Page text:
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Currently I have lots of tests that are blamed to not catch bugs at all. I want to do mutation testing, but preferably without modification of the source code (since the code base is huge).

I thought that generally it could be, that I inject a one-bit error somewhere in the elf binary, at a random place, and get stats from the tests (I would ignore crashes and count only reported failures) Assuming that tests run quickly, and the number of runs is big enough (~1M, ~1k ??), I should get a rough estimate of the hit rate of potential bugs??

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The key point on testing WHAT is to be tested. Some code would help! – fiscblog Jun 20 '13 at 9:00

Assuming that tests run quickly, and the number of runs is big enough (~1M, ~1k ??), I should get a rough estimate of the hit rate of potential bugs??

No. Your "one-bit error somewhere in the elf binary" could corrupt anything (from elf format to data segments to call stacks and so on). You will not get any rough estimates on the number of bugs that way, but a rough estimate of the chances of a corrupted executable to execute (which says nothing about your application at all).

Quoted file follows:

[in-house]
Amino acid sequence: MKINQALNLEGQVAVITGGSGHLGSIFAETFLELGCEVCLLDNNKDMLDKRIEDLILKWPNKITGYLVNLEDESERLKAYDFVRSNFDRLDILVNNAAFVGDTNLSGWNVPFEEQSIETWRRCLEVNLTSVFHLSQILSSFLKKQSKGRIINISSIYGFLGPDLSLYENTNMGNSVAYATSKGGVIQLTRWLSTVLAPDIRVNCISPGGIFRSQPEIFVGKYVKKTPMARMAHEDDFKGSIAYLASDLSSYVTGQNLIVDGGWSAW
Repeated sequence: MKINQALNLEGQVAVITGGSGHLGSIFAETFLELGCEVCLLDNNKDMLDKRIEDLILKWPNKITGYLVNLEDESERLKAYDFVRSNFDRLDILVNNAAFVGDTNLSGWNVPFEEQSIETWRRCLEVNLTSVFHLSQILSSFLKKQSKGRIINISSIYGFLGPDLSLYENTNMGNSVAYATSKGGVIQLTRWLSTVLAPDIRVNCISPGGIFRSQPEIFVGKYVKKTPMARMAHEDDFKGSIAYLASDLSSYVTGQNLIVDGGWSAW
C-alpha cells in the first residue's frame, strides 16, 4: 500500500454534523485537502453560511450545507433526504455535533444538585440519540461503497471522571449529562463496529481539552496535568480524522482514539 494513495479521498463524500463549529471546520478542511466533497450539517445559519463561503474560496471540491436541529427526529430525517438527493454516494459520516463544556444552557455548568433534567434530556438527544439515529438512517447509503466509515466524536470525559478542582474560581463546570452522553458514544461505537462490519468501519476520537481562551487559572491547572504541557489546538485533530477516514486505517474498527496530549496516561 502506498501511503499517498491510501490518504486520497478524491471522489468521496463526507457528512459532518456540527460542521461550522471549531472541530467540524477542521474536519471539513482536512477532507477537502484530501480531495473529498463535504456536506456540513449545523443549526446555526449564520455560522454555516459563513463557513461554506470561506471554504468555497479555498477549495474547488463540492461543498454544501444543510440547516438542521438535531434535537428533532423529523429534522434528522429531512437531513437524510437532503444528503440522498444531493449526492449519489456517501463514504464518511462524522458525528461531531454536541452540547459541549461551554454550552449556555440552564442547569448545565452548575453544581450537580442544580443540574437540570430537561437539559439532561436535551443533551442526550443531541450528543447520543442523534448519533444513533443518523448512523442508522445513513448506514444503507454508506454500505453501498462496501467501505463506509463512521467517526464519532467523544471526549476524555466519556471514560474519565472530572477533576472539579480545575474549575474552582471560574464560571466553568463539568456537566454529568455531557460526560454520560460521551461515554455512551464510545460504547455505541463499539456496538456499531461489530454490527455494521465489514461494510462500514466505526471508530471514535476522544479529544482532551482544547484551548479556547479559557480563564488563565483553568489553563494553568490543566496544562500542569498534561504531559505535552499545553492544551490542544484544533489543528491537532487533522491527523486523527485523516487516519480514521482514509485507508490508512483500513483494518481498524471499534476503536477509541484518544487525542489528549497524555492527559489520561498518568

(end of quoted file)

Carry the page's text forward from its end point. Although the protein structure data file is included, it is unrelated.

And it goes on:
Currently I have lots of tests that are blamed to not catch bugs at all.

This is something you will have to address directly, and there are no shortcuts for it: you will have to establish new goals for your tests, refactor code to support them and implement them.

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Ok, I was able to solved it partially, by splitting the mutation testing into 4 main stages:

  • instrument the code in all mutations with python/clang-tooling (selected C++ expressions are wrapped in a special macro, that delegates calls to a mutation class, which generates ID for each mutation, controls activation of mutation operators, etc.)
  • recompile the code (only once)
  • run tests in parallel, with all mutations inactive, and obtain IDs of all mutations (if there are failing tests, put them on an ignore list),
  • run tests in parallel while switching mutations in the run-time (by ID obtained in the previous step), and gather statistics (mutant kill ratio, etc.)

The implementation is done in python and C++, it is around ~1700 lines of code (with tests) + minor adaptations in the production code (CMake, and the gtest main.cpp file). It supports only a couple of simple mutations, but it still makes fun :)

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What you have done, is it something that can be reused or are you using some existing tools? I am browsing around for mutation testing solutions for C++ and not finding much. – Zitrax Nov 6 '15 at 10:11
    
hmm, the code itself is protected by the license, but I will try to find some spare time to create a new, clean public project with a proper license. – Adam Dec 28 '15 at 10:26

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